There will be a time to talk about Alfred Morris and Darren McFadden. But today's not that day. I'm not ready to move on.
I feel violated.
I'm not the one being labeled as a domestic abuser. I'm not the one who stands to lose money and reputation. I'm not the one losing games in my physical prime. I'm not the one who must feel like he's letting his teammates and fans down, no matter how much of it is out of his control.
And yet I, just one of those millions of fans, still feel violated.
In all its efforts to "protect" an alleged victim, the NFL has assuredly victimized Ezekiel Elliott. Less importantly, it's victimized every fan of the Dallas Cowboys. The league's made it clear that its own public relations agendas and concern over its own power are more important than fairness and basic human decency.
While this asshat is the face of the evil, it goes well beyond Goodell. He has advisers who tell him what's in the best interest of the league. He has owners who prop him up because he's their yes-man and scapegoat. They're all part of the problem.
The curtain has been torn. The wall has been broken. The myth and magic of professional football has died.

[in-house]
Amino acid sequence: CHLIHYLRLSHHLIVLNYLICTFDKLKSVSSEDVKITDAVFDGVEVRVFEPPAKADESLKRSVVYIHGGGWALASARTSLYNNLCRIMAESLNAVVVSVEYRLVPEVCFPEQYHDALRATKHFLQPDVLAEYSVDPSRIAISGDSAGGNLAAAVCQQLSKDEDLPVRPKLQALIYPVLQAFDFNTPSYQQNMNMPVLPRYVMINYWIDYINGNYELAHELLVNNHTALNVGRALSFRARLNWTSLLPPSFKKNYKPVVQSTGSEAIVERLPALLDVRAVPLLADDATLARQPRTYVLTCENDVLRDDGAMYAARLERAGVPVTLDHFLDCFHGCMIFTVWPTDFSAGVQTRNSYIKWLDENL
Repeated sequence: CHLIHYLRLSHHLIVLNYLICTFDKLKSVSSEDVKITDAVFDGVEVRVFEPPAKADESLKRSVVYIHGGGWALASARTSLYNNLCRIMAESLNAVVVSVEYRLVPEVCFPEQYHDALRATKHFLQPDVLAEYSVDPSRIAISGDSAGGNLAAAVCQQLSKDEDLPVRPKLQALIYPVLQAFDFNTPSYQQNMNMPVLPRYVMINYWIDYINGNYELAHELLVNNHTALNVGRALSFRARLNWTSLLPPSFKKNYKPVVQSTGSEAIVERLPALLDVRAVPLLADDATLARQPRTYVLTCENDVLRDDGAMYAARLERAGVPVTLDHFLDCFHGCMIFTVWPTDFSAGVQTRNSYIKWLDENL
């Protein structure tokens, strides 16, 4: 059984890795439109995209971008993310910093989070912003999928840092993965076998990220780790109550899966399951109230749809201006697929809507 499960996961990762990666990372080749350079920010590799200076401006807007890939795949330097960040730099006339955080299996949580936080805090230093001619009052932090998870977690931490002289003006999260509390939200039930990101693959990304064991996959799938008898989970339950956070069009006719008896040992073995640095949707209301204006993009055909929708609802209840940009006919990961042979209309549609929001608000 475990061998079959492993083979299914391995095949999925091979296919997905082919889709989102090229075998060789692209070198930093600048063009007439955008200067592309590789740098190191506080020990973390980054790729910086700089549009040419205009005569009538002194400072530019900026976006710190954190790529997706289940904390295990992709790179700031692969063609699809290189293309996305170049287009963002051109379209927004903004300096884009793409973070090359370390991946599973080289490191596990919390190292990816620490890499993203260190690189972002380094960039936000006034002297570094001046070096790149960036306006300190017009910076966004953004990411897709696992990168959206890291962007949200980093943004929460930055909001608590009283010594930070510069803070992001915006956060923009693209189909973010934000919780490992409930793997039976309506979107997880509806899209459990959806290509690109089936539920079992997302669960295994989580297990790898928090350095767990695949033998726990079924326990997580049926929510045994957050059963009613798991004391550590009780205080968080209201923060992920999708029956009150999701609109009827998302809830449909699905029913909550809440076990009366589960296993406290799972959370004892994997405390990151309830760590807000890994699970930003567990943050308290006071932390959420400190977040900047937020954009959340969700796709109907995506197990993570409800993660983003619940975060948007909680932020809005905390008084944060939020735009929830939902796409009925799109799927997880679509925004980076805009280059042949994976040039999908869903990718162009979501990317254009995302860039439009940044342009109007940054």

They killed it.
As a young sports fan, and even many adult ones, you have the naive belief that you're the most important person in the game. You put Troy Aikman and Emmitt Smith in the same category as He-Man and Luke Skywalker; real live action heroes made for your entertainment.
But if you get too much into the game, you start to realize how little you matter. It's not about your cheers but your money. It's not about your love, but how you help boost TV ratings to mollify advertising partners. You're only as important as the dollars and hours you spend helping fill the coffers.
Of course, this isn't just about the league or the owners. Many of the players are also out there for money. This is why some people love college football and have no time for the NFL; the perception that professional athletes aren't doing it for the love of the game and the fans. This is often exaggerated, but hardly untrue. Many players wouldn't play if the money wasn't so good.